I wonder if Bill Gates and all those other folks who recommend the book actually read the complete thing. I suspect that there was still stuff that I did not understand because I had not read some of Bostrom's papers that would give the needed context. If I was not familiar with the vulnerable world hypothesis I would not have gotten the part where Bostrom proposes lie detection to prevent people from secretly developing AI.
Especially the literal alien stuff was a bit weird, Bostrom suggested taking examples from superintelligent AIs created by aliens, as they could have more human-like values than random AIs? I thought cosmic endowment was important because there were no aliens, doesn’t that ruin the 10^58 number?
Good thing about the book was that it explained well why the first solutions to AI risk prevention are actually not so easy to implement. The more technical parts were not very detailed (referring to variables that are not defined anywhere etc), so I guess I should check out some papers about actually putting those values in the AI and see if they make sense or not.”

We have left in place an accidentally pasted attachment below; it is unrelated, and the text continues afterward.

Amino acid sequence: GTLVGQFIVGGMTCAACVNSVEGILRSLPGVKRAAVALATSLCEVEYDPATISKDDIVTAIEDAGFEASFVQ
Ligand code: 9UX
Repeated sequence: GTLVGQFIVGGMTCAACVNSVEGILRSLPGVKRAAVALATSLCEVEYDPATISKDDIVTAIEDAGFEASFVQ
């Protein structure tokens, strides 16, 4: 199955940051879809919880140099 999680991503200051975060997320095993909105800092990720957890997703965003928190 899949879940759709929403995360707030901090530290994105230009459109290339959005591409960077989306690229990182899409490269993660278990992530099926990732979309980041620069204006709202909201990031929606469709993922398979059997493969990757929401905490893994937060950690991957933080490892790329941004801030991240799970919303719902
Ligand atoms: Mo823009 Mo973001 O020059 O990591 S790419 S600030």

Upon further inspection, it turned out that the aliens of the Hail Mary approach were multiverse aliens, not regular ones. According to Bostrom, simulating all physics in order to approximate the values of AIs made by multiverse aliens was “less-ideal” but “more easily implementable”. This kind of stuff made it pretty hard for me to take seriously even the parts of the book that made more sense. (I don’t think simulating all physics sounds very implementable.)
I also remember telling someone something along the lines of: “I shifted from thinking that AI risk is an important problem but boring to solve to thinking that it is not a real problem, but thinking about possible solutions can be fun.” (CEV sounded interesting since I knew from math that social choice math is fun and leads to uncomfortable conclusions pretty fast. Sadly, a friend told me that Yudkowsky doesn’t believe in CEV himself anymore and that I should not spend too much time trying to understand it, so I didn’t.)